Summary of Chapter Seventeen
The snowstorm on the island is causing accidents everywhere, and traffic has come to a standstill: “a grimness set in” (p. 323). When the trial resumes, the sheriff gives four pieces of rope from Kabuo's boat as evidence. The rope shows that at some point the night of Carl's death, Kabuo's boat was tied up to Carl's.
Commentary on Chapter Seventeen
The most telling detail of this chapter is that the prosecutor asks the sheriff why he started to investigate Kabuo, and he answers that Etta Heine put him on the trail when he asked if Carl had any enemies. Etta has projected her hatred of Kabuo and made it into Carl's hatred.
Summary of Chapter Eighteen
This is a flashback to the moment Sheriff Art Moran asks Judge Lew Fielding for a search warrant for Kabuo's boat, giving the reasons for suspicion of foul play, largely framed by Etta's story, as well as the wound on Carl's head. The Judge says he does not trust Etta Heine, but he allows the sheriff to look for a murder weapon on Kabuo's boat. Just before the sheriff arrives, Kabuo replaces a battery on the Islander and nervously sees a bad omen of fifty seagulls perched on his boat. The sheriff comes to search Kabuo's boat and finds a possible murder weapon: a long fishing gaff with a barbed steel hook on it. It has blood on the butt end. The sheriff arrests Kabuo.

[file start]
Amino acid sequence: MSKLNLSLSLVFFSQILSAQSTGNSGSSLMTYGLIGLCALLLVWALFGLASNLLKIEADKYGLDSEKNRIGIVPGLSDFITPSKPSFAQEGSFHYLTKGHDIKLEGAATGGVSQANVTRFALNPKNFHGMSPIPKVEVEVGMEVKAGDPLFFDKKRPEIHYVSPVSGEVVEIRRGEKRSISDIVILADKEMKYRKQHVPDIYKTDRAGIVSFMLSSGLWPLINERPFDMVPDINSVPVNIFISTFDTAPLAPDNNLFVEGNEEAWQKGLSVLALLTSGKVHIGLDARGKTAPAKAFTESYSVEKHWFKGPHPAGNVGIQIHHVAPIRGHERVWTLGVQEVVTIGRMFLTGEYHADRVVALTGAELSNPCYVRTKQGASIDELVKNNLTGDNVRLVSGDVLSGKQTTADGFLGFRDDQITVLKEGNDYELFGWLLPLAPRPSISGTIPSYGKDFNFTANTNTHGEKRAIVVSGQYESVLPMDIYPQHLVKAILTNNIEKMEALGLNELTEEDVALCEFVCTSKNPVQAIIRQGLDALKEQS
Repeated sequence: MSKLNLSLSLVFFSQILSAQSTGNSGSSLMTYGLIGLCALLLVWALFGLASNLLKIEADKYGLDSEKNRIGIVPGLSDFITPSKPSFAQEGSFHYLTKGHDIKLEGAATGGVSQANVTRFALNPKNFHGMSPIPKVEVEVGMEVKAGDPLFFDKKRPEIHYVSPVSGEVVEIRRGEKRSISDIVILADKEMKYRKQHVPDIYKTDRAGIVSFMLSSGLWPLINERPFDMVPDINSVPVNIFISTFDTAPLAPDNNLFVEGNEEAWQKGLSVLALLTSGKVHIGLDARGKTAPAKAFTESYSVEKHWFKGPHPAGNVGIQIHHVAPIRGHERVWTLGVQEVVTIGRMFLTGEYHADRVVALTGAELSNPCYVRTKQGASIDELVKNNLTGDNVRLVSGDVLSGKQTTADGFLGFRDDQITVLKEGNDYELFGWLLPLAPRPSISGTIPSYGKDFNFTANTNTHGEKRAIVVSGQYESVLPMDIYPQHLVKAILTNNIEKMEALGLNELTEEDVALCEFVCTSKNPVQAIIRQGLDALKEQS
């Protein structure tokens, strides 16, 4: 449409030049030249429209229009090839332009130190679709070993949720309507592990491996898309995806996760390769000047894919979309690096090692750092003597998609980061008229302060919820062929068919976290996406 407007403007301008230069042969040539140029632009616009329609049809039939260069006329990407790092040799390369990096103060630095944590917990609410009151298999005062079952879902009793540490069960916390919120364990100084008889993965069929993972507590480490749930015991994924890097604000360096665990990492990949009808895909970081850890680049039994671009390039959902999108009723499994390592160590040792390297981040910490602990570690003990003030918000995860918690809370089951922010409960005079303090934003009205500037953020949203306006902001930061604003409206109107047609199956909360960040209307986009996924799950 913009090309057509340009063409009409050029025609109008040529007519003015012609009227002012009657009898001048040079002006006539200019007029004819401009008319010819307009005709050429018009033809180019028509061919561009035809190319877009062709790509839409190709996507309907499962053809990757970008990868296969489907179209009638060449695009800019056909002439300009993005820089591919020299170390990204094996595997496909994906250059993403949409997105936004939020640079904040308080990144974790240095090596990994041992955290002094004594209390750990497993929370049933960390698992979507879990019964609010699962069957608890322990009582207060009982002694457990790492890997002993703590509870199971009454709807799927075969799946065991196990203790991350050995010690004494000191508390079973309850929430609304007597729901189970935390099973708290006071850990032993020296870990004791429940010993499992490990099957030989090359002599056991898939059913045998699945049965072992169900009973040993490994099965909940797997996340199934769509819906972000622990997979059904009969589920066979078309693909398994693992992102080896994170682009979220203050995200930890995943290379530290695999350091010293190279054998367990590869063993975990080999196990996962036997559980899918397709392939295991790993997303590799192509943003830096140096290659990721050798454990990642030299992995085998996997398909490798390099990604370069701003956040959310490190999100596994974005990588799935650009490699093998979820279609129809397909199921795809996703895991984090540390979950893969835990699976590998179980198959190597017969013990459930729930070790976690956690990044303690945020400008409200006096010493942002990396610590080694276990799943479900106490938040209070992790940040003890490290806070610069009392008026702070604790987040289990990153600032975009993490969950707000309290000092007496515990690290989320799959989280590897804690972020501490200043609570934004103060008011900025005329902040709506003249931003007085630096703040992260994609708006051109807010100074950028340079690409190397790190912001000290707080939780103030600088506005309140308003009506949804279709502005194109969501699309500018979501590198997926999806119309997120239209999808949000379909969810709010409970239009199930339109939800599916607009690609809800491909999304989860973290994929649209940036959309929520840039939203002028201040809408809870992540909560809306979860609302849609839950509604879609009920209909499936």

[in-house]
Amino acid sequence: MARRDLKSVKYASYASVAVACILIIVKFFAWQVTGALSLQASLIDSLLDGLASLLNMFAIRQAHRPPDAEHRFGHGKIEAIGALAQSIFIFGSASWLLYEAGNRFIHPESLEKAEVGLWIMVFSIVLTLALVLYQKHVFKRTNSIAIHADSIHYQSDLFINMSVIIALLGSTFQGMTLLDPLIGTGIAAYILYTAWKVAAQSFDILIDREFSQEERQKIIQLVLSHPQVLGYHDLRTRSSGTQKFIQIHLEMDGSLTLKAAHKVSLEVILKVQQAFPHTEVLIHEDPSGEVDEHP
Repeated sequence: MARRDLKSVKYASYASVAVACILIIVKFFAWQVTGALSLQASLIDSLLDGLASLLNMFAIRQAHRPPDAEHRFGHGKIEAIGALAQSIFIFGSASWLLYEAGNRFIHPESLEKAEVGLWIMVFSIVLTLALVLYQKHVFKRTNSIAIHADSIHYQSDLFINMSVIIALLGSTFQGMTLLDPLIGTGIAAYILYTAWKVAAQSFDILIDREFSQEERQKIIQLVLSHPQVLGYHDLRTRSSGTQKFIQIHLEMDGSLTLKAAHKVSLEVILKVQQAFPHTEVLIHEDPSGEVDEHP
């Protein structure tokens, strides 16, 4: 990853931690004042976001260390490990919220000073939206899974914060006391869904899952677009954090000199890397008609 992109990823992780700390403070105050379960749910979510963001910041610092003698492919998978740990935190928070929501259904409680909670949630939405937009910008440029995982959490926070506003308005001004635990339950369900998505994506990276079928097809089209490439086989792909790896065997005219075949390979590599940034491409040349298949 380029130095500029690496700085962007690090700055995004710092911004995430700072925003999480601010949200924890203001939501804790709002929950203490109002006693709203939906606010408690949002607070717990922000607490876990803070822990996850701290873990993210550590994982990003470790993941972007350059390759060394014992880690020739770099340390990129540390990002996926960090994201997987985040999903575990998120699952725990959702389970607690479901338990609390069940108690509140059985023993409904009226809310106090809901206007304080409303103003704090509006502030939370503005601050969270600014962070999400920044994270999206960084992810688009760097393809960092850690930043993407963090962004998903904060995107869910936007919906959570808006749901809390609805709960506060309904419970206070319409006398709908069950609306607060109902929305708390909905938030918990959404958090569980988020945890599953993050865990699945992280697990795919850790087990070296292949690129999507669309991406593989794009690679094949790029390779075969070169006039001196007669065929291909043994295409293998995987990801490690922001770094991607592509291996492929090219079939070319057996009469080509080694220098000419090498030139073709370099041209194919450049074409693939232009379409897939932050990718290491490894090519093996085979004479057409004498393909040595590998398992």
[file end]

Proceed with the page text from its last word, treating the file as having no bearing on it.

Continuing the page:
Commentary on Chapter Eighteen
The chapter reveals that the Judge is aware that Etta Heine is not trustworthy and that the sheriff is playing Sherlock Holmes and acting hastily. It also reveals the pervasive sense of fate in the book, with the large number of seagulls as an omen of disaster.